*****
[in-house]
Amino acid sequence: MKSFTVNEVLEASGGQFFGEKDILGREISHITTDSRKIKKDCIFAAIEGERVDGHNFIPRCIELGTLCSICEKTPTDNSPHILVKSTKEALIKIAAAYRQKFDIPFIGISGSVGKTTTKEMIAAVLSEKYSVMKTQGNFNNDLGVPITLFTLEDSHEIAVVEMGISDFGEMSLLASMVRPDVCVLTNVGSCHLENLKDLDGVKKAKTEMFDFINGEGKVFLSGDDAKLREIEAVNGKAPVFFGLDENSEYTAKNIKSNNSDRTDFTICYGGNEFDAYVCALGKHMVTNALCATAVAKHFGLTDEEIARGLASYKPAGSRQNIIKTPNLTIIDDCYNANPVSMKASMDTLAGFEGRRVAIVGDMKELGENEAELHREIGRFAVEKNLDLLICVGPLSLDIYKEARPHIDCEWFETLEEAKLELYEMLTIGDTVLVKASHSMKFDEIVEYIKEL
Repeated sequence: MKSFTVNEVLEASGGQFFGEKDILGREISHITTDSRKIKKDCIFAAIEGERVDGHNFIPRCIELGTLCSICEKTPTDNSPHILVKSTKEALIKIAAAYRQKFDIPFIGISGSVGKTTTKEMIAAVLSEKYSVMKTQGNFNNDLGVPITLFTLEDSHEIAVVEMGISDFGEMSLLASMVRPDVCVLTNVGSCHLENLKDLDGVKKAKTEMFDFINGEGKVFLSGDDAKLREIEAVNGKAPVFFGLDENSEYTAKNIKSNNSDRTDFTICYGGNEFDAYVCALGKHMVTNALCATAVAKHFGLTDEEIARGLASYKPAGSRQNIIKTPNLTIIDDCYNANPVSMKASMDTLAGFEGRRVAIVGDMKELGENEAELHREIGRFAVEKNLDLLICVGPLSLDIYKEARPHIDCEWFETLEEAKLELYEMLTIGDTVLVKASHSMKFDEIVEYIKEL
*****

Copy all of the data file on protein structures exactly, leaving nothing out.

[in-house]
Amino acid sequence: MKSFTVNEVLEASGGQFFGEKDILGREISHITTDSRKIKKDCIFAAIEGERVDGHNFIPRCIELGTLCSICEKTPTDNSPHILVKSTKEALIKIAAAYRQKFDIPFIGISGSVGKTTTKEMIAAVLSEKYSVMKTQGNFNNDLGVPITLFTLEDSHEIAVVEMGISDFGEMSLLASMVRPDVCVLTNVGSCHLENLKDLDGVKKAKTEMFDFINGEGKVFLSGDDAKLREIEAVNGKAPVFFGLDENSEYTAKNIKSNNSDRTDFTICYGGNEFDAYVCALGKHMVTNALCATAVAKHFGLTDEEIARGLASYKPAGSRQNIIKTPNLTIIDDCYNANPVSMKASMDTLAGFEGRRVAIVGDMKELGENEAELHREIGRFAVEKNLDLLICVGPLSLDIYKEARPHIDCEWFETLEEAKLELYEMLTIGDTVLVKASHSMKFDEIVEYIKEL
Repeated sequence: MKSFTVNEVLEASGGQFFGEKDILGREISHITTDSRKIKKDCIFAAIEGERVDGHNFIPRCIELGTLCSICEKTPTDNSPHILVKSTKEALIKIAAAYRQKFDIPFIGISGSVGKTTTKEMIAAVLSEKYSVMKTQGNFNNDLGVPITLFTLEDSHEIAVVEMGISDFGEMSLLASMVRPDVCVLTNVGSCHLENLKDLDGVKKAKTEMFDFINGEGKVFLSGDDAKLREIEAVNGKAPVFFGLDENSEYTAKNIKSNNSDRTDFTICYGGNEFDAYVCALGKHMVTNALCATAVAKHFGLTDEEIARGLASYKPAGSRQNIIKTPNLTIIDDCYNANPVSMKASMDTLAGFEGRRVAIVGDMKELGENEAELHREIGRFAVEKNLDLLICVGPLSLDIYKEARPHIDCEWFETLEEAKLELYEMLTIGDTVLVKASHSMKFDEIVEYIKEL